Senator: Trump threatens Iran to sell bombs to Saudi Arabia
May 23, 2019 - 9:48 AM
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WASHINGTON (Reuters) - President Donald Trump's administration plans to use a legal loophole as well as escalating tensions with Iran to sell bombs to Saudi Arabia, US Senator Chris Murphy said on Wednesday, although Congress has halted sales for months over fears of civilian deaths in the war in Yemen.
"I have grown to hear that Trump may use a vague loophole in the Arms Sales Limitation Act to launch the sale of bombs to Saudi Arabia (the ones they receive on Yemen) in a way that does not allow Congress to object," the senator warned on Twitter. This may happen this week. "
Congressional aides said items in the Arms Sales Limitation Act, which sets the rules for international arms transactions, allow the president to approve a sale without returning to Congress in a state of national emergency.
In this case, the Republican president will talk about growing tensions with Iran as a reason to provide more military equipment to Saudi Arabia, which he considers an important partner of Washington in the region. Trump described arms sales to Saudis as a way to create jobs for Americans.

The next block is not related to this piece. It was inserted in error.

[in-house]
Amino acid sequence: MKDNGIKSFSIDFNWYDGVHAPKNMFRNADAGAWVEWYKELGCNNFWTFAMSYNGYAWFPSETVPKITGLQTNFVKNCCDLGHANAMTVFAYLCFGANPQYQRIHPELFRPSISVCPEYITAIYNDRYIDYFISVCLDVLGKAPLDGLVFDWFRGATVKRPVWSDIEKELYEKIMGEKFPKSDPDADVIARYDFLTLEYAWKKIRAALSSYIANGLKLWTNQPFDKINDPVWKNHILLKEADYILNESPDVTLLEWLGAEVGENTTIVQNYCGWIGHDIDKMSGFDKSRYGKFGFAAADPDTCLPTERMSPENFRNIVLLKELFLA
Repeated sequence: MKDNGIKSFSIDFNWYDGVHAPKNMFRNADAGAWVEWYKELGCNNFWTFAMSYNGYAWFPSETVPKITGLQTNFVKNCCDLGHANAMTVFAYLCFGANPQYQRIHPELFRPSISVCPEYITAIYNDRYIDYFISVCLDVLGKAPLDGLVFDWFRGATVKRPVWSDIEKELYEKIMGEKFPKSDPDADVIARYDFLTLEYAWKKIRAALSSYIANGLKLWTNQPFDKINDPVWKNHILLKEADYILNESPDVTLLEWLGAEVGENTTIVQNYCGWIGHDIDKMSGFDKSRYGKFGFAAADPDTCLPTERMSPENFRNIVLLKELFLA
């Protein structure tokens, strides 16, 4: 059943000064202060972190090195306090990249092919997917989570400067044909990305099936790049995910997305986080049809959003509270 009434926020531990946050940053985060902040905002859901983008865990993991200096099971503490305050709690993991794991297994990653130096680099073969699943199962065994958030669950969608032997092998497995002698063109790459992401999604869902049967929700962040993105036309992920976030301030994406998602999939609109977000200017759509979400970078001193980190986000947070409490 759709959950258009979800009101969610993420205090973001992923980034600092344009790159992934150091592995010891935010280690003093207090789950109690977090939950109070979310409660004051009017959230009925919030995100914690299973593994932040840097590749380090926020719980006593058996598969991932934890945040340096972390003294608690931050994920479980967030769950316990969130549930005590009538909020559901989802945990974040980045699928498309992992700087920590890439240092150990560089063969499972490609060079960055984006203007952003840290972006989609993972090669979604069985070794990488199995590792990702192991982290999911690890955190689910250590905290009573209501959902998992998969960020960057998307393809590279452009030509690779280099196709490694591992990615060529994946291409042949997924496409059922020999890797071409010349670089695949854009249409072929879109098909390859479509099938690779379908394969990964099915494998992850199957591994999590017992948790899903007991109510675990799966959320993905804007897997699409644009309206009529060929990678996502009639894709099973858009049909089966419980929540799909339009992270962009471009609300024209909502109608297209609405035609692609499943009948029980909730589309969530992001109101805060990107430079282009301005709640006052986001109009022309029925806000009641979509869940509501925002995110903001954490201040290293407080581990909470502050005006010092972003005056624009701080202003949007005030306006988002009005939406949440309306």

Trump has already declared a national emergency because of the flow of immigrants to bypass Congress and get $ 6 billion to build its wall along the Mexican border. Democrats and Republicans voted in favor of blocking the move, forcing Trump to use his first veto.
It was not clear what equipment would be sold to Saudi Arabia or when the operations could go ahead.
However, any such plan will face resistance in Congress, from Republicans and Democrats like Murphy, and even in the Senate, where Republicans have a slim majority.